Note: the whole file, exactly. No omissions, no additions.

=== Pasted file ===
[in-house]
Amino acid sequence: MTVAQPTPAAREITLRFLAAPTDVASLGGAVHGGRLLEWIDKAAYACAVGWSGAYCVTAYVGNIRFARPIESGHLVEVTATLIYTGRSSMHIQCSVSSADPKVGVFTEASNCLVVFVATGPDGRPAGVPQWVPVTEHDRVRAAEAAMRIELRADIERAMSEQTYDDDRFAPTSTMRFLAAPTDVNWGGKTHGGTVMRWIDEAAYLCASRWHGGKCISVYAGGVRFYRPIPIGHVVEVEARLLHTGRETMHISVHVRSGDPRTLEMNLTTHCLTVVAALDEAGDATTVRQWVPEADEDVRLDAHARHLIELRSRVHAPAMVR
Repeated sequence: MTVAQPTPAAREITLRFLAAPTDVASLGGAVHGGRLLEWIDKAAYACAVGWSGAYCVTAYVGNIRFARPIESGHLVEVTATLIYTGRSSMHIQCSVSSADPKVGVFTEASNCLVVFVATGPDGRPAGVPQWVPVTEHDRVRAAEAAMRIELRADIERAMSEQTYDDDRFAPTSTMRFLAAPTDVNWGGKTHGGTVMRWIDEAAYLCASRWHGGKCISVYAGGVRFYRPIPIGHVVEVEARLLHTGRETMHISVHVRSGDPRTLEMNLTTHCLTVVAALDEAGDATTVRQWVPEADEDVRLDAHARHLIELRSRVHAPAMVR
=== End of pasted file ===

[in-house]
Amino acid sequence: MTVAQPTPAAREITLRFLAAPTDVASLGGAVHGGRLLEWIDKAAYACAVGWSGAYCVTAYVGNIRFARPIESGHLVEVTATLIYTGRSSMHIQCSVSSADPKVGVFTEASNCLVVFVATGPDGRPAGVPQWVPVTEHDRVRAAEAAMRIELRADIERAMSEQTYDDDRFAPTSTMRFLAAPTDVNWGGKTHGGTVMRWIDEAAYLCASRWHGGKCISVYAGGVRFYRPIPIGHVVEVEARLLHTGRETMHISVHVRSGDPRTLEMNLTTHCLTVVAALDEAGDATTVRQWVPEADEDVRLDAHARHLIELRSRVHAPAMVR
Repeated sequence: MTVAQPTPAAREITLRFLAAPTDVASLGGAVHGGRLLEWIDKAAYACAVGWSGAYCVTAYVGNIRFARPIESGHLVEVTATLIYTGRSSMHIQCSVSSADPKVGVFTEASNCLVVFVATGPDGRPAGVPQWVPVTEHDRVRAAEAAMRIELRADIERAMSEQTYDDDRFAPTSTMRFLAAPTDVNWGGKTHGGTVMRWIDEAAYLCASRWHGGKCISVYAGGVRFYRPIPIGHVVEVEARLLHTGRETMHISVHVRSGDPRTLEMNLTTHCLTVVAALDEAGDATTVRQWVPEADEDVRLDAHARHLIELRSRVHAPAMVR